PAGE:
Sunday, May 09, 2010

Roger Ebert and "Why Avatar Is Bad for the Movies" (Newsweek cover story)

Having read Kalle Kinnunen's blog entry on Roger Ebert's article in Newsweek International (10 May 2010) I bought the issue last night and read it at the Kon Tiki restaurant at Oslo airport. The cover title is "Why Avatar Is Bad for the Movies", and the title of the article itself is "Why I Hate 3-D (and You Should Too)". Already in January Kinnunen had expressed a very similar view, himself.

Ebert has nine arguments:
1. It's the waste of a dimension.
2. It adds nothing to the experience.
3. It can be a distraction.
4. It can create nausea and headaches.
5. Have you noticed that 3-D seems a little dim?
6. There's money to be made in selling new digital projectors.
7. Theatres slap on a surcharge of $5 to $7.50 for 3-D.
8. I cannot imagine a serious drama, such as Up in the Air or The Hurt Locker, on 3-D.
9. Whenever Hollywood has felt threatened, it has turned to technology: sound, color, widescreen, Cinerama, 3-D, stereophonic sound, and now 3-D again.

Personally, I have no strong opinions about 3-D. I found Avatar impressive (Ebert says he loved it). I have been fond of the various historical 3-D solutions, and unlike Ebert, I find Hitchcock's Dial M for Murder stronger in 3-D than in 2-D because it succeeds in achieving a feeling of vertigo in the third dimension completely transforming the atmosphere of the living-room drama. Even the climax with Grace Kelly reaching for the scissors is really enhanced in 3-D. For me 3-D does not feel more realistic. Rather it creates a more dream-like (or nightmarish or hallucinatory) space. The same goes for Avatar: we are invited to a strange virtual space where even the colours are those of a computer.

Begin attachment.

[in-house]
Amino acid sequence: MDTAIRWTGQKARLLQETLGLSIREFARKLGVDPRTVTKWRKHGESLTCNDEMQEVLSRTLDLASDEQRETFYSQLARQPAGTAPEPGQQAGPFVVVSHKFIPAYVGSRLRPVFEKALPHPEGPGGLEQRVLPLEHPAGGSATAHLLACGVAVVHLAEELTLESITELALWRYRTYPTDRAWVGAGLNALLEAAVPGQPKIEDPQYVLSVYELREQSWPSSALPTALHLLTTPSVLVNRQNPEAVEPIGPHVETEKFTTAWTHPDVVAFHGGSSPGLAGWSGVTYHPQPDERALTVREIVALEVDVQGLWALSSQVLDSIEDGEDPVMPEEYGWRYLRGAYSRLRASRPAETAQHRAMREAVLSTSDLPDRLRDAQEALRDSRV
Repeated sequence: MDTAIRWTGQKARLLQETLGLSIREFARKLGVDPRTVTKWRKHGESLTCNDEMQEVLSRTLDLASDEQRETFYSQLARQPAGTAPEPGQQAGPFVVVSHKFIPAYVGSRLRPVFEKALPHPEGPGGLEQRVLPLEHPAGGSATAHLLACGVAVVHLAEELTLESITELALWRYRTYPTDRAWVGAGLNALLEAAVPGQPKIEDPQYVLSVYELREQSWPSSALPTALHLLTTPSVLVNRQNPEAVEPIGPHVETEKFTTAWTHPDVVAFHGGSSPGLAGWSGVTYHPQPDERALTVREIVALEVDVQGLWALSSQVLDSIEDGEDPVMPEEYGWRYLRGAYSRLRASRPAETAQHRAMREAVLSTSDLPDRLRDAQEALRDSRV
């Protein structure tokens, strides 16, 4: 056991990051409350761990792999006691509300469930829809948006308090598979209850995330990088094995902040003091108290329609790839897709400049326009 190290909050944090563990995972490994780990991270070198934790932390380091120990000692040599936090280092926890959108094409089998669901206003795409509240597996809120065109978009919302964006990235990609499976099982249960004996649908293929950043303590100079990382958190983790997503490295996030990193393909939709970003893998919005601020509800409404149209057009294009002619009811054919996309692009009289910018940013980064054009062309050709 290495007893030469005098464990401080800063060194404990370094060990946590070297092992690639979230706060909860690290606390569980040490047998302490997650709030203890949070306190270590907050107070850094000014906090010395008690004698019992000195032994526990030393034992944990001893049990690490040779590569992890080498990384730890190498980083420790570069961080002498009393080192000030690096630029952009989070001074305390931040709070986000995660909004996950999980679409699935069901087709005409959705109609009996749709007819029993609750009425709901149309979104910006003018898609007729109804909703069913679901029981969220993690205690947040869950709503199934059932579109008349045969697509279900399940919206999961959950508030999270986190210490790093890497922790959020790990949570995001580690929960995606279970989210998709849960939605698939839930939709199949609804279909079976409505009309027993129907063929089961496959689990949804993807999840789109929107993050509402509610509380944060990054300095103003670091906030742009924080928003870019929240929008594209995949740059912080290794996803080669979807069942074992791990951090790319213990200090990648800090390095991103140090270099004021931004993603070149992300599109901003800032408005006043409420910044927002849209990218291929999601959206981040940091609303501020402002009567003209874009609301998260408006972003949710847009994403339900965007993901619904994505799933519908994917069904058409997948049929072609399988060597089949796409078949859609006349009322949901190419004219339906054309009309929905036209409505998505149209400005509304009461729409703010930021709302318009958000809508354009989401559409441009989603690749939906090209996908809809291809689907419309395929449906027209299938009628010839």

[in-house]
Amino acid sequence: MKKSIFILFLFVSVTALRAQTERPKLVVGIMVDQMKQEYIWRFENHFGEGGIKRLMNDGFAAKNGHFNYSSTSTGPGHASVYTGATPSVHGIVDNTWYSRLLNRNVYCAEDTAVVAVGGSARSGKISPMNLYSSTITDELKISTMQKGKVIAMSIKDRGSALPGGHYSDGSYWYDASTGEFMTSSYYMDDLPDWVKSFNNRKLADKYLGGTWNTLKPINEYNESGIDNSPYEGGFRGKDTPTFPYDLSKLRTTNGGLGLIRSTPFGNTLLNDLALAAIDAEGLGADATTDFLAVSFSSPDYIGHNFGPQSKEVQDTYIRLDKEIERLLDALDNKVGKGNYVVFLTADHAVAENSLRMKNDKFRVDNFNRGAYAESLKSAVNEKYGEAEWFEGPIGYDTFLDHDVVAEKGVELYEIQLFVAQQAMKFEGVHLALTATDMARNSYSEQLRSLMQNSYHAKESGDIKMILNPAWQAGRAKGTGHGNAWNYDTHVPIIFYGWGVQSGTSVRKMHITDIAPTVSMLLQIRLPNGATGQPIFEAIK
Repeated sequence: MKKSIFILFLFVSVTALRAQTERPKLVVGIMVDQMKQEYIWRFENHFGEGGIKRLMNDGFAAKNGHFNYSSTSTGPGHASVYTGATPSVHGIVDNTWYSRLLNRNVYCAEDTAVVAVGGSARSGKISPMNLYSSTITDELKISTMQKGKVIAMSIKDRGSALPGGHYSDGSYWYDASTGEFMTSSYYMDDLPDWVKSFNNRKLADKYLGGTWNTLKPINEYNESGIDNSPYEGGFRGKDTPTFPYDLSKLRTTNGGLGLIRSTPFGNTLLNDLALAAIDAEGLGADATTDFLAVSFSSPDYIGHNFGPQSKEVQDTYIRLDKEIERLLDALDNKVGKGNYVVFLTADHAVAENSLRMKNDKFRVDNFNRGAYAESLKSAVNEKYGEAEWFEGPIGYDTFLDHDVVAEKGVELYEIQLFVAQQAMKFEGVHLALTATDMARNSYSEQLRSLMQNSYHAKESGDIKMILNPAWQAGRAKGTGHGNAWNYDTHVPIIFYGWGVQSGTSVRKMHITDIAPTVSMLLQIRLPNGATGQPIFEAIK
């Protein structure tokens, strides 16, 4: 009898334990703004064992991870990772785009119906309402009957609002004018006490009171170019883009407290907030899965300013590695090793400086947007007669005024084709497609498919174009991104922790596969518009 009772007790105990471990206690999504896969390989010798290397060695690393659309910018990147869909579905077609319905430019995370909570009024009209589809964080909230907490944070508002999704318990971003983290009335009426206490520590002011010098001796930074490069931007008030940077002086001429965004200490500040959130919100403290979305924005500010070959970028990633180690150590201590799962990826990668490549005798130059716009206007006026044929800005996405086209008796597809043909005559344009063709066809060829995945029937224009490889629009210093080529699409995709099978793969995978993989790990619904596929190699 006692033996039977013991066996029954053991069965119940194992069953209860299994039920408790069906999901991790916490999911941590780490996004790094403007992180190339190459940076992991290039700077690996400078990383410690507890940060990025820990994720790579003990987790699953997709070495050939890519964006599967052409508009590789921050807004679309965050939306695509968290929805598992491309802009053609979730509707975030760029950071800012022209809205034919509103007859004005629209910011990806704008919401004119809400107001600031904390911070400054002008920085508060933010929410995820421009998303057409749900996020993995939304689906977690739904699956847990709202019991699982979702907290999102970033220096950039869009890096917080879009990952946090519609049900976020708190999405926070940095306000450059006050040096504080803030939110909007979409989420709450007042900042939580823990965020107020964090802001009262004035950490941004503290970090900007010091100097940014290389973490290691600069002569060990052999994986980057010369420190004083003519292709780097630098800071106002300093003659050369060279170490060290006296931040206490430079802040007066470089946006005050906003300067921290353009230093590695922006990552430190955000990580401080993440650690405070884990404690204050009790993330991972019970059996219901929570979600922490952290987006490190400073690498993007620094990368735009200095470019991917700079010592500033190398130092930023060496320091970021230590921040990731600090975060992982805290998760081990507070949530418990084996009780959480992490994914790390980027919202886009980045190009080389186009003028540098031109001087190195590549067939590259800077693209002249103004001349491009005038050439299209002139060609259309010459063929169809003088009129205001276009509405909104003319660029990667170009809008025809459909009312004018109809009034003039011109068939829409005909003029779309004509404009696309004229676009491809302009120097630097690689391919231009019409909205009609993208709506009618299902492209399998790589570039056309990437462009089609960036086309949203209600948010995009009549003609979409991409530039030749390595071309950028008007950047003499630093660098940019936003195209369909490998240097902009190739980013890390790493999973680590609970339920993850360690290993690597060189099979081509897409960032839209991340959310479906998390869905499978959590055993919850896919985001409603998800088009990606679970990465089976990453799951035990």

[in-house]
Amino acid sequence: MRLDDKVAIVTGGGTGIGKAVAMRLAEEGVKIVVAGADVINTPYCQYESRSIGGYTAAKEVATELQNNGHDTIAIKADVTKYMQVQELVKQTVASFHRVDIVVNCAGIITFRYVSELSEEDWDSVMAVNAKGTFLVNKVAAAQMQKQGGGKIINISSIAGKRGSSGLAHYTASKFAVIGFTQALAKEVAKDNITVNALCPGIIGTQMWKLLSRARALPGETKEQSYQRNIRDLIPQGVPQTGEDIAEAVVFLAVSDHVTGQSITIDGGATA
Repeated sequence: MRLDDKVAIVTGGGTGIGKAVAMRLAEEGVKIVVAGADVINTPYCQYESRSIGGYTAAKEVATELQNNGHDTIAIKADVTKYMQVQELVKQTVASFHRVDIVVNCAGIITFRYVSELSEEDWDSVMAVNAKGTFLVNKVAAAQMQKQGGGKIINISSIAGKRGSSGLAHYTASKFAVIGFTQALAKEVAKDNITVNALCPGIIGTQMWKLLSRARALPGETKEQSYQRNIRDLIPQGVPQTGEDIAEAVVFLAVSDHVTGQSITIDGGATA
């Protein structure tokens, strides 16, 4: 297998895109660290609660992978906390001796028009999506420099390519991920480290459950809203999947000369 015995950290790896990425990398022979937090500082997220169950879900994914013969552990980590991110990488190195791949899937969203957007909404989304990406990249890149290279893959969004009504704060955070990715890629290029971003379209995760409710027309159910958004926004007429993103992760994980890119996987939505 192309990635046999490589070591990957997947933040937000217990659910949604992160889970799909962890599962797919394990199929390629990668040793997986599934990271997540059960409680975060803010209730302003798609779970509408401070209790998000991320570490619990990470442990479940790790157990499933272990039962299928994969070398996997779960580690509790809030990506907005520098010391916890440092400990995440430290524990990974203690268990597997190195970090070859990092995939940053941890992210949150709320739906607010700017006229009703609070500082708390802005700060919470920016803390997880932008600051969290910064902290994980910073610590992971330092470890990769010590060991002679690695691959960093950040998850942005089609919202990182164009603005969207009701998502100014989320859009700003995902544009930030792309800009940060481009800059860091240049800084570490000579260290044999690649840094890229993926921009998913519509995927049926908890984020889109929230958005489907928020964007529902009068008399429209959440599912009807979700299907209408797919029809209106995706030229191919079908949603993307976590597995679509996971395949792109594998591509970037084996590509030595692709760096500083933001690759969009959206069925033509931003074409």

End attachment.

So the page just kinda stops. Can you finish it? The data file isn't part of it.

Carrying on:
I believe Dial M for Murder was hardly distributed in 3-D not because the result was unsatisfactory but because the technical arrangement was so difficult (dual print, twin projection, silver screen, etc.). The real progress in digital 3-D is that for the first time we have a practical technical solution that every cinema can adopt. It does have its drawbacks. As Ebert states, the image is not very bright.

There is not one history of the cinema but many histories, and one of them is that of the cinema of attractions, starting with early cinema when moving images themselves were the attraction. The success of Avatar is partly based on the fact that 3-D digital cinema is the latest attraction. Although I'm impressed, myself, I agree with Ebert that I'd prefer quality drama and grown-up stories.

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